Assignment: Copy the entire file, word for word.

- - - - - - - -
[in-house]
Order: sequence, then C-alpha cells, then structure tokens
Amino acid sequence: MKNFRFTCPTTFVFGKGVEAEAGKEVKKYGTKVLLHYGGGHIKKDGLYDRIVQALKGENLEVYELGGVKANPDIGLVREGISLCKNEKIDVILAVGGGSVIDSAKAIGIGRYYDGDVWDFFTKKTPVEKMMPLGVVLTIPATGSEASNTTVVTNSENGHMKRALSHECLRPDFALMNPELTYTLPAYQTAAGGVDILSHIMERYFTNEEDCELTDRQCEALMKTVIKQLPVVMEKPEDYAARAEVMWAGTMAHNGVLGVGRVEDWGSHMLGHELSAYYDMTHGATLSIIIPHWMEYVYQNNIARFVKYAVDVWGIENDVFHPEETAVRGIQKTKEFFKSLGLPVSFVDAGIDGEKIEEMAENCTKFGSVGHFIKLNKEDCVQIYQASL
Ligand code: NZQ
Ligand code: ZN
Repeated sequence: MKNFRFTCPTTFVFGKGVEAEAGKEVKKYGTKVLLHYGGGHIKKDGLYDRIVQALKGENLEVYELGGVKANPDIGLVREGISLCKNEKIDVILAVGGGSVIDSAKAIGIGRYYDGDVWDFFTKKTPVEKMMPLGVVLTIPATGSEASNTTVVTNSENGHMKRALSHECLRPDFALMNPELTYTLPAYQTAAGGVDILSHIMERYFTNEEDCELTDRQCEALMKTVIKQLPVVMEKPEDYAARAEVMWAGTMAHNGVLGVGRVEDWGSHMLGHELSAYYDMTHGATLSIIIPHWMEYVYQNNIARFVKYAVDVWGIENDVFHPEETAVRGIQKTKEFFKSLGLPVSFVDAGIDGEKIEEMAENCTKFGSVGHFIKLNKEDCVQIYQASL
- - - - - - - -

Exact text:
[in-house]
Order: sequence, then C-alpha cells, then structure tokens
Amino acid sequence: MKNFRFTCPTTFVFGKGVEAEAGKEVKKYGTKVLLHYGGGHIKKDGLYDRIVQALKGENLEVYELGGVKANPDIGLVREGISLCKNEKIDVILAVGGGSVIDSAKAIGIGRYYDGDVWDFFTKKTPVEKMMPLGVVLTIPATGSEASNTTVVTNSENGHMKRALSHECLRPDFALMNPELTYTLPAYQTAAGGVDILSHIMERYFTNEEDCELTDRQCEALMKTVIKQLPVVMEKPEDYAARAEVMWAGTMAHNGVLGVGRVEDWGSHMLGHELSAYYDMTHGATLSIIIPHWMEYVYQNNIARFVKYAVDVWGIENDVFHPEETAVRGIQKTKEFFKSLGLPVSFVDAGIDGEKIEEMAENCTKFGSVGHFIKLNKEDCVQIYQASL
Ligand code: NZQ
Ligand code: ZN
Repeated sequence: MKNFRFTCPTTFVFGKGVEAEAGKEVKKYGTKVLLHYGGGHIKKDGLYDRIVQALKGENLEVYELGGVKANPDIGLVREGISLCKNEKIDVILAVGGGSVIDSAKAIGIGRYYDGDVWDFFTKKTPVEKMMPLGVVLTIPATGSEASNTTVVTNSENGHMKRALSHECLRPDFALMNPELTYTLPAYQTAAGGVDILSHIMERYFTNEEDCELTDRQCEALMKTVIKQLPVVMEKPEDYAARAEVMWAGTMAHNGVLGVGRVEDWGSHMLGHELSAYYDMTHGATLSIIIPHWMEYVYQNNIARFVKYAVDVWGIENDVFHPEETAVRGIQKTKEFFKSLGLPVSFVDAGIDGEKIEEMAENCTKFGSVGHFIKLNKEDCVQIYQASL